The rooftops all veiled in snow…

Except not, because there is no snow in Finland this Christmas. Stupid climate change.

Anyway! Hello! Bet you’re surprised to see me here. I am as well. I’m fully aware that I have let this blog and poetry in general kind of… drift to the background, while I’ve been buried under work commitments. I’m not happy about this so I’m going to try hard to make time for creativity and things-other-than-work in 2017. *pinky swear*

But let’s start with a seasonal post.

Here is one of my favourite Nordic/Finnish* Christmas songs, although it doesn’t mention Christmas once. It’s about a kotitonttu** doing his rounds and pondering on an important question. I may have spent quite some time translating the lyrics into English in a way that kept the meter (almost, there are a couple of lines that still sound awkward when I try to sing them) and the rhyme (pretty pleased with this) without compromising on the meaning too much (Finnish speakers, I’d be interested in what you think!). There is at least one another English translation out there but it is a literal one with, and I wanted one that actually fitted the song, so…

* The lyrics are a translation from a Swedish poem but the melody seems to vary from country to country
**Notes on the term ‘tonttu’: The word itself is a Swedish loan and
you can read about pan-Nordic mythology here. The Finnish word is haltija, and particularly here the song is talking about the kotitonttu or kotihaltija (house gnome, house elf, house guardian) rather than the Christmas version per se. I would also recommend reading the Haltija Wiki article. For the lyrics, I decided not to translate ‘tonttu’ because everything else (elf, gnome, brownie) just wasn’t quite right.

Anyway, here is the song…

With this I’d like to wish my dearest Flist:

Happy Christmas, Yule, Hanukkah…
However you celebrate, or don’t, have a lovely mid-winter time!

The lyrics translation is under the cut!

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Lyrics Translation: Veteran’s Evening Call

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I’ve been very busy and very stressed lately, which is not conducive to creativity of any kind and I’ve mostly been feeling like a dishrag squeezed dry and left moulding in the corner. I haven’t written any poetry for ages, and I haven’t even felt like reading any, and I have been keeping away from poetry events as well due to feeling antisocial and less than creative. It’s a slump, bring on the violins.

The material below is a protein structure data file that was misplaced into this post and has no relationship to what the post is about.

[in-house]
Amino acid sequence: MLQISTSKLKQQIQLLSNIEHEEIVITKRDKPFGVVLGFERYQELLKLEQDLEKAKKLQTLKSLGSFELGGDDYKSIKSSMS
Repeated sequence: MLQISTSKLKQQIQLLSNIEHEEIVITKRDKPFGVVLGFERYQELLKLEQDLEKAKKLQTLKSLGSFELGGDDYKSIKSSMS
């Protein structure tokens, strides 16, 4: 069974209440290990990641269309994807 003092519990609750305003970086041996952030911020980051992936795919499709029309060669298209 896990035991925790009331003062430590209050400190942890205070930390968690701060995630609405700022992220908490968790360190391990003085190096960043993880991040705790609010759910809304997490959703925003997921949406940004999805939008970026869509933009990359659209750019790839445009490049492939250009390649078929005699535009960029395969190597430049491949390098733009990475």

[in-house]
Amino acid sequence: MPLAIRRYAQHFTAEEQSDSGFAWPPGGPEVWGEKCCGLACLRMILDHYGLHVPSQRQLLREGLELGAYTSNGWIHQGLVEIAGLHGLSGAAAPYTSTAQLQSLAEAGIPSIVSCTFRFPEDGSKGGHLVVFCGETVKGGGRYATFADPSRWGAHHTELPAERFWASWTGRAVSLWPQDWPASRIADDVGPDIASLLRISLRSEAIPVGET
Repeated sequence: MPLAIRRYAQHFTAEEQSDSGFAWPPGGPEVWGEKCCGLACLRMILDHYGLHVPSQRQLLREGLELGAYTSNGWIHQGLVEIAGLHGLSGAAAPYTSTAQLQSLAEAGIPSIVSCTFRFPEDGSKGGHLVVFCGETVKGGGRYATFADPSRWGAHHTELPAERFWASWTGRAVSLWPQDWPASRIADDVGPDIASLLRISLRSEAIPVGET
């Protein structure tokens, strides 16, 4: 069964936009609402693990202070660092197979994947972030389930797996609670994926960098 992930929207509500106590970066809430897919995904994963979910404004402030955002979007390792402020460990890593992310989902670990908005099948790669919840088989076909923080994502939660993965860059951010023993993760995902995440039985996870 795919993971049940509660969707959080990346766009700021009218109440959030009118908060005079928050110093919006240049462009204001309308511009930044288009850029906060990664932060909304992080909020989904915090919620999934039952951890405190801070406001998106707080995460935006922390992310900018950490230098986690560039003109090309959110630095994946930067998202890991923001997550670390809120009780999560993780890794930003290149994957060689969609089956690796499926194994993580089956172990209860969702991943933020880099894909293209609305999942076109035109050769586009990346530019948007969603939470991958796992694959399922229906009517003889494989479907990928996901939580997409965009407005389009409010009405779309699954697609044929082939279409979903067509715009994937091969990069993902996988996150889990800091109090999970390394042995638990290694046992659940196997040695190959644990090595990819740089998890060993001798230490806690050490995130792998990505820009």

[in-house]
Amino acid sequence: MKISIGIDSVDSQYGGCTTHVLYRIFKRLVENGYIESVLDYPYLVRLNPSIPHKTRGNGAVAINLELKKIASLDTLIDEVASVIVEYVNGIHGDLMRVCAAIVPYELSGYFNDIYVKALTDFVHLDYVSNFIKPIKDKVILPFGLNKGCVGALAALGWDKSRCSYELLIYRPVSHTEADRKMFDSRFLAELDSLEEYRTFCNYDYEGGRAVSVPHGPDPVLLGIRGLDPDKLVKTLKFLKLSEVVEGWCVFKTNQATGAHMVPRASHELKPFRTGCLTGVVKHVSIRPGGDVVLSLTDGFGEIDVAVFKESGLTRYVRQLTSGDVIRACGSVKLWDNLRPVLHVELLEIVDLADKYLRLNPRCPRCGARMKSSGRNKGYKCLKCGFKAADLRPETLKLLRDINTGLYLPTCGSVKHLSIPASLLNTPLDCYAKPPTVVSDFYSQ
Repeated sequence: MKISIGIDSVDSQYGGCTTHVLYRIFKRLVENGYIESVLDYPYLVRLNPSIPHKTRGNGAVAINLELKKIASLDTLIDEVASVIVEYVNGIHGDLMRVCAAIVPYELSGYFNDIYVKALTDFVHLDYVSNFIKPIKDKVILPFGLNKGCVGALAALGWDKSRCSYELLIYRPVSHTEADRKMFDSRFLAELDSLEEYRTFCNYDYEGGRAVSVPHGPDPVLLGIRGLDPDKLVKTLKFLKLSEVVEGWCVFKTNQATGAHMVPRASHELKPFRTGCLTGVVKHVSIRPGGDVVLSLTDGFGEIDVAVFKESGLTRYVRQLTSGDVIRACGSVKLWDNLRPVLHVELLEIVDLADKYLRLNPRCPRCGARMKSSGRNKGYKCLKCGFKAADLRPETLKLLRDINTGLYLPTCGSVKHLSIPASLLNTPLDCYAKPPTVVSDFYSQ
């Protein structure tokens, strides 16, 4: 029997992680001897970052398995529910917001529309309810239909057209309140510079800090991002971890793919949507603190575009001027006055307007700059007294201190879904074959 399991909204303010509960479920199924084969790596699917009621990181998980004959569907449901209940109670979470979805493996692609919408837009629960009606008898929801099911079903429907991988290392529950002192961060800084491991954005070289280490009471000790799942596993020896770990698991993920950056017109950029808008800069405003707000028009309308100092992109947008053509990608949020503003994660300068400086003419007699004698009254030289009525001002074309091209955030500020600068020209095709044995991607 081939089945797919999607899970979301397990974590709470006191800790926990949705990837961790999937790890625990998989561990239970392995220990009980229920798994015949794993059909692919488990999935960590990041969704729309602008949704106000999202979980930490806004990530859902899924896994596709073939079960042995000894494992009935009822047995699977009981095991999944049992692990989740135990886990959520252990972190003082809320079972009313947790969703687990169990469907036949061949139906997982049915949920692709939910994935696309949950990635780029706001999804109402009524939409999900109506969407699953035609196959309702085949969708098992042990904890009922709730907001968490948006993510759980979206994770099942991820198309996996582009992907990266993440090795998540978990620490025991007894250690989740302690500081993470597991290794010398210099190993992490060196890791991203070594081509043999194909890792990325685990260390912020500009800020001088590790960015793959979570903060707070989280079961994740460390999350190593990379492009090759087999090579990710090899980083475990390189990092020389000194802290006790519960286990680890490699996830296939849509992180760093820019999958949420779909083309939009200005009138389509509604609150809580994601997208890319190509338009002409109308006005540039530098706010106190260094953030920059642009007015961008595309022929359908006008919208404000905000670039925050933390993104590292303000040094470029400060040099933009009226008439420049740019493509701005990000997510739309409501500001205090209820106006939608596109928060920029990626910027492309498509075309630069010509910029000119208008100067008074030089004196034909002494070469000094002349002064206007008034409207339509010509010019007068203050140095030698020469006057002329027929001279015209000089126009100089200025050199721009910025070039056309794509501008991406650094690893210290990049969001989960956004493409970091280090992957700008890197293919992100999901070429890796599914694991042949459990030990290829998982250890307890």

But. I did do a lyrics translation of a Finnish song in honour of Finland’s Independence Day on the 6th of December and I thought I’d post it here for posterity if nothing else. It was quite tricky but interesting to do. I tried to keep the meter and the meaning, so it isn’t a literal translation although it is pretty damn close most of the time. I’d be most interested to hear what Finnish-speakers think of my efforts!

Veteraanin iltahuuto
(lyrics and composition © Kalervo Hämäläinen)

Rannalle himmeän lahden aurinko laskenut on.
Kutsu jo soi iltahuudon, taakka jo laskettu on.
Taattoa muista sa silloin, askel jo uupunut on.
Lapset ja lastemme lapset, teidän nyt vuoronne on.

Hoivatkaa, kohta poissa on veljet, muistakaa: Heille kallis ol’ maa.
Kertokaa lastenlapsille lauluin: Himmetä ei muistot koskaan saa!

Hymni soi holvissa hiljaa, tummana kaipuuta soi.
Aika on korjannut viljaa, sarka jo kynnetty on.
Ammoin me marssimme kahden, tulta löi taivas ja maa.
Rannoilta Äänisen lahden kelle nyt kertoa saa?

Hoivatkaa, kohta poissa on veljet, muistakaa: Heille kallis ol’ maa.
Kertokaa lastenlapsille lauluin: Himmetä ei muistot koskaan saa!

Laineissa Laatokan mahti, kahlita kenkään ei voi.
Veljet sen rantoja vahti, konsa on koittava koi?
Ylväänä Karjalan heimo tuskansa kantanut on.
Maaäiti suojaansa sulkee, vartija poissa jo on.

Hoivatkaa, kohta poissa on veljet, muistakaa: Heille kallis ol’ maa.
Kertokaa lastenlapsille lauluin: Himmetä ei muistot koskaan saa!

 

Veteran’s Evening Call
(translation © Kat Soini)

The sun has set on the shores of a dusky bay
The evening call bids to here one’s burdens lay
Remember your elders, steps grown tired and slow
Our children and children’s children, now it’s your time to go

Take care, soon part our brothers, remember: For them dear was the price that was paid
Tell your grandchildren in songs and stories: These memories must never fade!

The vaults echo with a quiet hymn, full of ache and sorrow
Time has gathered its harvest, empty now stands each furrow
Once we marched together, the earth was in fire and the sky
From the sands of Onega bay, to whom of this can I cry?

Take care, soon part our brothers, remember: For them dear was the price that was paid
Tell your grandchildren in songs and stories: These memories must never fade!

The waves of Ladoga’s might, shackles all broken and gone
Brothers kept watch on the shores, waiting for sovereign morn
Karelia’s kin has carried its pain with honour and pride
Sheltered in earth’s embrace, now rests guard and guide

Take care, soon part our brothers, remember: For them dear was the price that was paid
Tell your grandchildren in songs and stories: These memories must never fade!

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